Provincial Network Goes National, to Improve Care for All Spinal Cord Injury Patients – Regardless of Where They Live

The National expansion is funded by Praxis Spinal Cord Institute.

The Ontario network of spinal cord injury (SCI) rehabilitation sites and patient partners, committed to raising the standard of SCI rehabilitation care, is expanding across Canada, to ensure equitable, optimal care for all patients, regardless of where they live. Included in the network areas are tertiary rehabilitation hospitals from Alberta, Nova Scotia, New Brunswick, and PEI covering four provinces in Canada.

The network is called the Spinal Cord Injury Implementation & Evaluation Quality Care Consortium (SCI IEQCC).

Focusing on six areas of care, prioritized by importance and urgency, the network aims to influence a person’s long-term recovery, health, and well-being. Just one year into implementing rapid quality improvement initiatives and measuring the outcomes, the network has already seen an increase in engagement and improvement in practice across participating sites.

The intent is to follow people living with an SCI for 18 months from the time they begin rehabilitation to ensure the care they receive as patients set them up for long-term success in the community. The ultimate goal is to use this information to establish best practices in SCI rehabilitation, which all sites in Canada will be benchmarked against.

“Praxis is very pleased to support five SCI rehabilitation hospitals in these four provinces to join the Spinal Cord Injury Implementation & Evaluation Quality Care Consortium, as it aligns perfectly with the goals of Praxis’ Care Program, which is to achieve evidence-informed equitable care for Canadians who sustain a spinal cord injury,” Vanessa Noonan, Director of Research & Best Practice Implementation, Praxis Spinal Cord Institute.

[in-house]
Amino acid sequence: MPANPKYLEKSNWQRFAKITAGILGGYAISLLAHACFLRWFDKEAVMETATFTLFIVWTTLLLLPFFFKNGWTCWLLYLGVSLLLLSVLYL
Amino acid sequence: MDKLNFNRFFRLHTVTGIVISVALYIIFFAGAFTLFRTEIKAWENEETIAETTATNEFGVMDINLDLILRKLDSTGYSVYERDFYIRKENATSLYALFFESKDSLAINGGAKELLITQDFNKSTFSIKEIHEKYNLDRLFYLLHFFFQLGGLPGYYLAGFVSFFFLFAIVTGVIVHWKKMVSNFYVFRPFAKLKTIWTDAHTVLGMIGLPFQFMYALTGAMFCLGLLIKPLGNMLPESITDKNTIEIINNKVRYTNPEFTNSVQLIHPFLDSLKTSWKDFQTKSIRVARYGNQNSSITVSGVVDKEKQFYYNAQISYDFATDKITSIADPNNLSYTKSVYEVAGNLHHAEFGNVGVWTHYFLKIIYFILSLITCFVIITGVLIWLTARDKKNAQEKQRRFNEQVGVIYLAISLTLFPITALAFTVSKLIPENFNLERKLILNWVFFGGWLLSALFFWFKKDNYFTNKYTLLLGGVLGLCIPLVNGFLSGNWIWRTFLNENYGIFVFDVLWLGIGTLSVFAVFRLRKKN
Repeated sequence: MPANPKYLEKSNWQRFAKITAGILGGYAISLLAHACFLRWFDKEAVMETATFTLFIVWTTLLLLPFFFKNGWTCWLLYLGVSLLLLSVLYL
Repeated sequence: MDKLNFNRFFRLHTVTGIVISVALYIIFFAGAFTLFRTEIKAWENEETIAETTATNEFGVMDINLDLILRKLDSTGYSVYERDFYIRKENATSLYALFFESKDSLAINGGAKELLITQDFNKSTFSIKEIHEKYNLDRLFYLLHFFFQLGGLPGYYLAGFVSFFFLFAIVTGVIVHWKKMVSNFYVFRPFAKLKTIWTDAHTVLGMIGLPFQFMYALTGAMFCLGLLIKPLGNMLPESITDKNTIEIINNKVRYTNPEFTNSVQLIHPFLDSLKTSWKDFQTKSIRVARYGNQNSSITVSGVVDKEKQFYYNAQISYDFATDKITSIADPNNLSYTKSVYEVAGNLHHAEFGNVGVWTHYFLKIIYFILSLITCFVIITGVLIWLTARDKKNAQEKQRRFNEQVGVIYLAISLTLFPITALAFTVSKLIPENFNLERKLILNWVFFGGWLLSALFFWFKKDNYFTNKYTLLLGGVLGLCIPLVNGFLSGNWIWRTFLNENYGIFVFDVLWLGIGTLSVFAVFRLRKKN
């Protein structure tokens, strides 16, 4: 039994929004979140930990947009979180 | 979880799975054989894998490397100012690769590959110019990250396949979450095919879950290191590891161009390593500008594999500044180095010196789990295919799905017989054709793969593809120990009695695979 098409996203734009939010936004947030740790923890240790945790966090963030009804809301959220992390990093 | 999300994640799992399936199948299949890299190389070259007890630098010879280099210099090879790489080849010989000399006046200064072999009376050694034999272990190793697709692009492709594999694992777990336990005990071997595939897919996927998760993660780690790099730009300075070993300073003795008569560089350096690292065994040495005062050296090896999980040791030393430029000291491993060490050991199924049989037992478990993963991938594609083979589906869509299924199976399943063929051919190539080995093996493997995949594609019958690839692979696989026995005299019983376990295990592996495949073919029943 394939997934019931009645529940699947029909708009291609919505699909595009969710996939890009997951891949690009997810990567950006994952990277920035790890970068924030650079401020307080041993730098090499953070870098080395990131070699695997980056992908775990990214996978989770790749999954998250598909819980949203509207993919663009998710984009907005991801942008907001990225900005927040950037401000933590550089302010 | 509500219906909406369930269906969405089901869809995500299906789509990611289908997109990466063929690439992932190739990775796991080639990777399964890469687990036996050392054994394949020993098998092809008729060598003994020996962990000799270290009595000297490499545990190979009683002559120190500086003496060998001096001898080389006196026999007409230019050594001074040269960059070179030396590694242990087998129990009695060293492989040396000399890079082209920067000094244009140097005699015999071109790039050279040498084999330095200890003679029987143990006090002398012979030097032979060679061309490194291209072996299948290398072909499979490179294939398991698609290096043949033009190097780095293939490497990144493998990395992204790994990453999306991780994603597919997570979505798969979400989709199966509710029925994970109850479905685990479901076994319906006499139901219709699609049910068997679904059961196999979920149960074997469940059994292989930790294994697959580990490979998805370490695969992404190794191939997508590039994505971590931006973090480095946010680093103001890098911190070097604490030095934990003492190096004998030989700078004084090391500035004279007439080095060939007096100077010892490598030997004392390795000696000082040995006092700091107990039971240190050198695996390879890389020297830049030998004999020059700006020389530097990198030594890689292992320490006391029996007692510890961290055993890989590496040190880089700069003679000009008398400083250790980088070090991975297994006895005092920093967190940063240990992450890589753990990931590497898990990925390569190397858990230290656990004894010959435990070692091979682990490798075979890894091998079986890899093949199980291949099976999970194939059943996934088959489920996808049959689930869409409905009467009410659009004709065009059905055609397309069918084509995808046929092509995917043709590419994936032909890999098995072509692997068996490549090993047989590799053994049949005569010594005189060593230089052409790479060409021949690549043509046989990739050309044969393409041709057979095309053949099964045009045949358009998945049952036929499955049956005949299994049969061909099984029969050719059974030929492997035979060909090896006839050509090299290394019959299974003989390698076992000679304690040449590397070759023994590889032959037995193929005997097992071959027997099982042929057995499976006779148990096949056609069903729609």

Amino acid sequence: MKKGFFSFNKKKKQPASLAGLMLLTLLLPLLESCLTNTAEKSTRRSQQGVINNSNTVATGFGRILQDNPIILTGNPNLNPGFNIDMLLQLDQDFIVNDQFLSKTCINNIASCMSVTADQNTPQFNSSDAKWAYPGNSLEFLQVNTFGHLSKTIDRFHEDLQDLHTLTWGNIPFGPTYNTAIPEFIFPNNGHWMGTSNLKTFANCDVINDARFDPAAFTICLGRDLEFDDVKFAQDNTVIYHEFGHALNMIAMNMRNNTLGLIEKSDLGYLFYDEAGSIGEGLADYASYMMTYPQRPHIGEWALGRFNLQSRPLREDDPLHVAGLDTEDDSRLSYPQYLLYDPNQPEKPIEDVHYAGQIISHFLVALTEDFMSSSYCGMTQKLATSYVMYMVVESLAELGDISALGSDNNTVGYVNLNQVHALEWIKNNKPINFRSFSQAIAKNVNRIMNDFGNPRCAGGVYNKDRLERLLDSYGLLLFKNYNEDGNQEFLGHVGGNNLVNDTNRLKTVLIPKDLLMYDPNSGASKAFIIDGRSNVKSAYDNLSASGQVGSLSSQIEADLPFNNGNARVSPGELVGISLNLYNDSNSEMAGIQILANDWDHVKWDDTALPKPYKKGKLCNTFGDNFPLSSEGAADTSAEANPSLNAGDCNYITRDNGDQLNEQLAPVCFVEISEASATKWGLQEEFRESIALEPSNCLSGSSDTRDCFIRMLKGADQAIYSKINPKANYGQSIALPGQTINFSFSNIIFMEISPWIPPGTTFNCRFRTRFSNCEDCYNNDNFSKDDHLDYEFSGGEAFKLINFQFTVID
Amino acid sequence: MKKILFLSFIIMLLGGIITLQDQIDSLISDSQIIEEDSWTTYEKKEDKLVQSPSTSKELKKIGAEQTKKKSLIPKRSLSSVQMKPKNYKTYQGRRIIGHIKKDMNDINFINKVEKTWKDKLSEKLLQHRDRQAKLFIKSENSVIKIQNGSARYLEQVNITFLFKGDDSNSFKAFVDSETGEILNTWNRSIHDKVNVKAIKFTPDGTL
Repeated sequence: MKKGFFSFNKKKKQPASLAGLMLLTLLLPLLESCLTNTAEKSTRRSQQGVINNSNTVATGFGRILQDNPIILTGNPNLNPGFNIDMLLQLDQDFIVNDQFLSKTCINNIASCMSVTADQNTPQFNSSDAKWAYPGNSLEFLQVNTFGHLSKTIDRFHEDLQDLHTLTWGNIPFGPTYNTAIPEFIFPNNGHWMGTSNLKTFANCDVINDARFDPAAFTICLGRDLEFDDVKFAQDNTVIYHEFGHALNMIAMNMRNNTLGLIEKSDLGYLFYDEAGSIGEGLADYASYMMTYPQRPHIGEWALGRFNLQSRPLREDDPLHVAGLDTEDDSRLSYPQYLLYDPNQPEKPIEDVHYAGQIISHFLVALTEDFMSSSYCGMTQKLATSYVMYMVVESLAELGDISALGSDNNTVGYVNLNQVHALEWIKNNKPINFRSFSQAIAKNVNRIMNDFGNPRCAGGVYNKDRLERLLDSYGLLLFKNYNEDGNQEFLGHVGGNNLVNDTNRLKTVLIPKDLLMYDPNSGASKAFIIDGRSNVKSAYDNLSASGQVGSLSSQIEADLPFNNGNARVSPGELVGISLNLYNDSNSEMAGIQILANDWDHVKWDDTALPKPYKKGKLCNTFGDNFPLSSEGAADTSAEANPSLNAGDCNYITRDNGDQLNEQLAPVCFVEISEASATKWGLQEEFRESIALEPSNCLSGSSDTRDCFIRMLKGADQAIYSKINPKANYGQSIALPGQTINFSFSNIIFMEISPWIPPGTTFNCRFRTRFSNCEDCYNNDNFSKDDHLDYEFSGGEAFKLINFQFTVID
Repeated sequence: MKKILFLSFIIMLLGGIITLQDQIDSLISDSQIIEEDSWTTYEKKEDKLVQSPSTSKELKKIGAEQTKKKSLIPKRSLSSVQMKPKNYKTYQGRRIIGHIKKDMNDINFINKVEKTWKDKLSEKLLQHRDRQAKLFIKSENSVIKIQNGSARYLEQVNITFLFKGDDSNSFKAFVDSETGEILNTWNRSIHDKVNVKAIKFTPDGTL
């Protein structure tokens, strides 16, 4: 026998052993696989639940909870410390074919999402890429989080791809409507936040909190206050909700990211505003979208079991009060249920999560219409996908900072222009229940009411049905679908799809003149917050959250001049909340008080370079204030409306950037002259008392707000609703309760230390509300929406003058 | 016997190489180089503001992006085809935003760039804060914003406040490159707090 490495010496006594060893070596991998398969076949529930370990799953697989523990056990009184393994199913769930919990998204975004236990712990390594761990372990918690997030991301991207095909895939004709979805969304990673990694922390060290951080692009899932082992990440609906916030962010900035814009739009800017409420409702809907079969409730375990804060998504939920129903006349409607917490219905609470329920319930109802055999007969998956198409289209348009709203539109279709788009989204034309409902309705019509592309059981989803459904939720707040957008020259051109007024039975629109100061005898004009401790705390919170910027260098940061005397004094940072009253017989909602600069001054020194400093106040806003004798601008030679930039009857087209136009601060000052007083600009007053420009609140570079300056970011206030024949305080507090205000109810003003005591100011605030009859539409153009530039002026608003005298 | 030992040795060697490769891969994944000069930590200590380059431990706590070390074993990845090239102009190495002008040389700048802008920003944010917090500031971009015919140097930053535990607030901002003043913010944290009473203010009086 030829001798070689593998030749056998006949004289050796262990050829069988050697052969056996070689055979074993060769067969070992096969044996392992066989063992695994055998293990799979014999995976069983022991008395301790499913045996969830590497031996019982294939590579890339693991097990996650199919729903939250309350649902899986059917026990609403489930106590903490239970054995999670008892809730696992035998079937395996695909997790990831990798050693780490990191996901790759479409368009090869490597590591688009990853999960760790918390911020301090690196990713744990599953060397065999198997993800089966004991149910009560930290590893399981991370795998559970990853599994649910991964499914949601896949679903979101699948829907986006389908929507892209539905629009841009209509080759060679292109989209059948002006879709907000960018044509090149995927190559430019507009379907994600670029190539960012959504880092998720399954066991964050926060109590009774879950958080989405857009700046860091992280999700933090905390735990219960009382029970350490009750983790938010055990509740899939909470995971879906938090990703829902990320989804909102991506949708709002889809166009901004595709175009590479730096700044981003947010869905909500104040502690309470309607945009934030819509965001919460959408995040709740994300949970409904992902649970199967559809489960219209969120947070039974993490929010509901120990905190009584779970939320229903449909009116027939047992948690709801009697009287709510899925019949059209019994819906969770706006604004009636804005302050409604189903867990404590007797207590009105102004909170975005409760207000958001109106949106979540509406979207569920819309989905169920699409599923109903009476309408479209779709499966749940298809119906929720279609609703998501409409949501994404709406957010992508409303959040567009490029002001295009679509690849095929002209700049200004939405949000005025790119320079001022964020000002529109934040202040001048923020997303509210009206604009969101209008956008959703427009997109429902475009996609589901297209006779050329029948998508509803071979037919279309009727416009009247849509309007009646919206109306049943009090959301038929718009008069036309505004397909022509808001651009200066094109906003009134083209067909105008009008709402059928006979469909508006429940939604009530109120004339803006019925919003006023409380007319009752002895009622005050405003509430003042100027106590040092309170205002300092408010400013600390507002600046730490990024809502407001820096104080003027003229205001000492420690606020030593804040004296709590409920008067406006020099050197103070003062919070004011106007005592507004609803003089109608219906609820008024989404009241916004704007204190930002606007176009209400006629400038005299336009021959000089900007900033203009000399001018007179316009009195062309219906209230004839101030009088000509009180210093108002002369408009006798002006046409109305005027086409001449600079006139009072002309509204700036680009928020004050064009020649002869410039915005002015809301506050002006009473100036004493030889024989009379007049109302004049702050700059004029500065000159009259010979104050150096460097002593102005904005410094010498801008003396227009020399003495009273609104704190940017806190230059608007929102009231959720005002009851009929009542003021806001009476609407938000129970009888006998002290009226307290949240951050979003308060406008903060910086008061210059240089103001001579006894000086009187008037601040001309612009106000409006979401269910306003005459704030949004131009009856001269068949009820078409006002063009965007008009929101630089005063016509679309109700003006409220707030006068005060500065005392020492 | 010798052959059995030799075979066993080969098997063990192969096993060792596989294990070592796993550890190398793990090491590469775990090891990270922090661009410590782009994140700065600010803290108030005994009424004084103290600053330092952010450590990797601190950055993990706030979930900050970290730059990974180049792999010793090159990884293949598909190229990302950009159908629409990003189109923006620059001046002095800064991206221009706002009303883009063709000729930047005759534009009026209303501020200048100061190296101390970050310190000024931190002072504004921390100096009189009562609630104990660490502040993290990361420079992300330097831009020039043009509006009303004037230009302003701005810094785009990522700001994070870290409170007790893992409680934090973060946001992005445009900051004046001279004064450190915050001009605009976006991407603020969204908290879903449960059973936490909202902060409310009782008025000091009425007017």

The Future of SCI Care in Canada

Establishing best practices within each area below will ensure equitable and optimal care for Canadians.

  • Walking – Ensure those who have the potential to walk are getting the intensity of therapy needed to maximize the recovery of walking.
  • Wheeled Mobility – Maximize community wheelchair skills through standard mobility assessments.
  • Emotional Well-Being – Improve screening and management of depression and anxiety, to maximize rehabilitation outcomes.
  • Sexual Health – Create a permissive environment for clinicians and patients to have open discussions around sexual health inquiry.
  • Tissue Integrity – Reduce incidence and severity of pressure injuries (from wheelchairs and beds) across a person’s lifespan.
  • Urinary Tract Infection (UTI) – Reduce inappropriate antibiotic prescriptions for Urinary Tract Infections.

Best Practices in Action – One Patient’s Story

Read Shannon’s experience at the Toronto Rehab’s Brain and Spinal Cord Rehabilitation program at the Lyndhurst Centre and her concerns regarding sexual health after SCI.

When Shannon Purves was diagnosed with a spinal cord injury, following a motor vehicle accident, there were only two questions on her mind.

“All I wanted to know was if I would walk again, and if I’d be able to have kids one day – but I wasn’t sure when or how I’d get the second question answered,” says the 31-year-old.

To her surprise – and great relief – sexual health was one of the first topics introduced to her, when she was transferred to Toronto Rehab’s Brain and Spinal Cord Rehabilitation Program at Lyndhurst Centre. Building on the work of the Spinal Cord Injury Implementation & Evaluation Quality Care Consortium, the topic of sexual health has been added to all Occupational Therapy (OT) assessment forms. That means every patient admitted to Lyndhurst is automatically asked if they would like to speak to a care team member about sexual health. It also means that every patient knows that Lyndhurst offers a safe and permissive environment to do so.

Just one week later, Shannon joined a sexual health information session for women – a regular group session led by a Patient & Family Educator – and soon after, a one-on-one appointment was booked.

“They reassured me that, although my body may work differently now, I’m still the same amazing, beautiful person I was before – and that really stuck with me,” says Shannon.

Through group sessions, one-on-one appointments, and educational materials and resources, Shannon feels like she was given all the information she needed. And with so many unknowns still ahead of her, she gains comfort in knowing that, upon discharge, sexual health won’t be one of them.

“It has definitely increased my confidence, to know my questions have been answered, and that I’m as prepared as I can be – and that if I have any more questions, the team at Lyndhurst will be here to help.”

Get involved in the story – “Enhancing Care for Spinal Cord Injury Patients Everywhere.”

The SCI IEQCC was funded by the Ontario Neurotrauma Foundation.
The National expansion is proudly funded by Praxis Spinal Cord Institute.

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